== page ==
What are the causes of accidents in construction zones? How can motorists minimize their risk of having an accident in a work zone? Summer is here and that means work zones are popping up across Kansas. The increase in construction activity also means there is an increased risk of accidents. Speed, driver distractions, following too closely, traveling too fast for traffic conditions, aggressive driving, and other dangerous driving behaviors are the causes of most work zone crashes. Staying aware of work zones, slowing down, and avoiding distractions are highly effective at minimizing the risk of an accident. Many cities and workers for the highway departments create accident danger zones because of putting cones out with an unsafe warning distance. Cones should usually be out at least one hundred feet or more and when a curve or hill is near then it can be increased to 500 feet. Poor employee training is a reason that the appropriate warnings are not done.
In 2015, there were 700 fatalities and 35,526 injuries in work zones throughout the US. Of these, 170 were construction workers. Of all accidents within work zones, 174 involved large trucks and buses. The number of work zone fatalities declined from 1058 in 2005 to 586 in 2010. However, since then the rate of fatalities has been trending upwards again. Many of the cases we see for car accidents, truck accidents and motorcycle accidents are in or near work zones that require motorists to slow down and they rarely slow down to appropriate speeds for the hazardous areas. Reasons for increasing accidents may be an improving economy which has led to increases in miles driven per year and increased funding for road construction which means more work zones for motorists to encounter.
In 2006, there were 1,862 accidents in work zones across Kansas. These caused 15 deaths and 659 injuries. The number of accidents and fatalities has gone up and down over the past ten years. Of particular concern is that the number of accidents has nearly doubled from 1,132 work zone accidents in 2013 to 2,063 in 2016. In total, there were 17,730 work zone accidents between 2006 and 2016. These caused 72 fatalities and 6,102 injuries. Of the total number of accidents from 2006 to 2016, 13,421 caused property damage only. The rate of accidents, fatality/injury accidents, and property damage only accidents are similar to the rates of accidents that do not occur in construction zones. Accidents in south central Kansas are different that southwestern Kansas due to different road conditions and dangerous highways like U.S. 50, U.S. 83 and U.S. 183 or Highway 54.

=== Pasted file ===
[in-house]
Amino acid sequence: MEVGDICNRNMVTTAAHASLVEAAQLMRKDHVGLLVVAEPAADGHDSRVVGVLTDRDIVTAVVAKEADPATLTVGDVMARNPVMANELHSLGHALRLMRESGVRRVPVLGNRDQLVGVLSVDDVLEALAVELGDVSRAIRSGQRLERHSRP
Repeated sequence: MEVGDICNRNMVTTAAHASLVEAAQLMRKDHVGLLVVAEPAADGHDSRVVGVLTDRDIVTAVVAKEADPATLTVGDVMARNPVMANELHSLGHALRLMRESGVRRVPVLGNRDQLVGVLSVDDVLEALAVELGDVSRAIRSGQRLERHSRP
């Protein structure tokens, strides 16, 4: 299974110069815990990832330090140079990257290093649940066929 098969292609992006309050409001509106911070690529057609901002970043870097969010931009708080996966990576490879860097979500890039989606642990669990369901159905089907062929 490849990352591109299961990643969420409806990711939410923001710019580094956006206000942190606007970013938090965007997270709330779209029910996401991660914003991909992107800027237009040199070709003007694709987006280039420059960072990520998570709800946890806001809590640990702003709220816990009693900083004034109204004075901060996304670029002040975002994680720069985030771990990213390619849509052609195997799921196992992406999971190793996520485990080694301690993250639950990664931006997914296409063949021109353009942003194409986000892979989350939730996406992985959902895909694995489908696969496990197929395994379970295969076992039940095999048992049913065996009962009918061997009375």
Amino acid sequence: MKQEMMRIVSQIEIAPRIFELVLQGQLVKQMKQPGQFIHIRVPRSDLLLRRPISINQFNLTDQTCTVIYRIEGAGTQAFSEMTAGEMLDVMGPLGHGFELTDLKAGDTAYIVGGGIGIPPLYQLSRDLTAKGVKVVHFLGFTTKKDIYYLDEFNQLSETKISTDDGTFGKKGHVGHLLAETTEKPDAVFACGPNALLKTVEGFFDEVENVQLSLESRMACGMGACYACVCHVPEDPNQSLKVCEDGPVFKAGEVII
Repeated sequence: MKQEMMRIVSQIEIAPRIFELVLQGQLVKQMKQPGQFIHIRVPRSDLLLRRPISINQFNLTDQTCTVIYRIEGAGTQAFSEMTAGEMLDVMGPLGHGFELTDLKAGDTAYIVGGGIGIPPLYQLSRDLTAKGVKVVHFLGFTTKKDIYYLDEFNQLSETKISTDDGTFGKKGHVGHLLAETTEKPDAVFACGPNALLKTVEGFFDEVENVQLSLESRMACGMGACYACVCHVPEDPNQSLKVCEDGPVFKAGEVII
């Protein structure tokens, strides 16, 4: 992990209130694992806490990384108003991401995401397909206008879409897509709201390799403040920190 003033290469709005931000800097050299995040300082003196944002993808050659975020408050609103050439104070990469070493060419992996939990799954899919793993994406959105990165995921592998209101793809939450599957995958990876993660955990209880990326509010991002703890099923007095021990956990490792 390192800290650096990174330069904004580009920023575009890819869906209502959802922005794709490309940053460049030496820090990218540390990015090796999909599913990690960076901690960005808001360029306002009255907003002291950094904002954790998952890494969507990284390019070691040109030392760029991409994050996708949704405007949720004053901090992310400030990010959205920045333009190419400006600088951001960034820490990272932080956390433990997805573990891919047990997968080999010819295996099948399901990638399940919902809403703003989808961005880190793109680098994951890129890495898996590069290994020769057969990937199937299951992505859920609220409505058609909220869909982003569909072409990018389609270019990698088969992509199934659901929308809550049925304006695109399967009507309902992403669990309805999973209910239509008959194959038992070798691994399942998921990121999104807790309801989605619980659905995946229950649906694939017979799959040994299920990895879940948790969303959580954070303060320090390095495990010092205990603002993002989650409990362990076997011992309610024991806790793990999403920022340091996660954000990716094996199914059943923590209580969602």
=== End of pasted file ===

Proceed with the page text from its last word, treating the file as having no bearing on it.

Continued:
In 2013, 20% of fatal work zone collisions were caused by rear ending. Approximately 5% involved a head on collision, and 13% involved striking another vehicle at an angle such as when trying to pass or merge. Approximately 58% of fatal accidents involved striking a fixed object, including barriers or a parked construction vehicle. Of those who died in these accidents, 85% were drivers or their passengers.
In 2014, speed was a factor in 28% of work zone fatalities. Alcohol consumption was a factor in 25%, and failure to use seatbelts was cited as a primary factor in 25% of fatal accidents. In all, 23% of fatal accidents occurred on urban interstates, and 20% happened on urban arterial roads. Together, these account for just 5% of the entire road network, but they are where 43% of work zone fatalities occur. Rural roads are usually more dangerous than urban areas due to the high crops, lack of stop signs, lack of yield signs and other problems with Kansas and Oklahoma highways. This means motorists should pay particular attention when traveling through these areas, reduce their speed, and avoid distractions and other behaviors that could lead to a collision with a fixed object, construction worker, or construction vehicle located within these work zones.
Brad Pistotnik Law represents clients in Kansas, Oklahoma, Nebraska, Texas, Florida, Missouri, and Illinois who collide with a construction vehicle in a work zone. Whether the accident occurred in Topeka, Overland Park, Colby, Wichita, Newton, McPherson, Ulysses, Satanta, Ness City, Scott City, Bird City, Manhattan, Lawrence, Junction City, Emporia, Columbia, Great Bend, Hastings, Branson, Manhattan, Tulsa, Grand Island, Pratt, Decatur, Omaha, Lincoln, Kearney, Springfield, Dallas, Norman, Edmond, El Paso, Joplin, Panama City, Jacksonville, Austin, Destin, Laredo, Houston, Salina, Bonner Springs, Leavenworth, Pittsburg, Manhattan, Oklahoma City, Wellington, San Antonio, or elsewhere in these states, our team works to secure the compensation our clients need to recover from accidents in construction zones.
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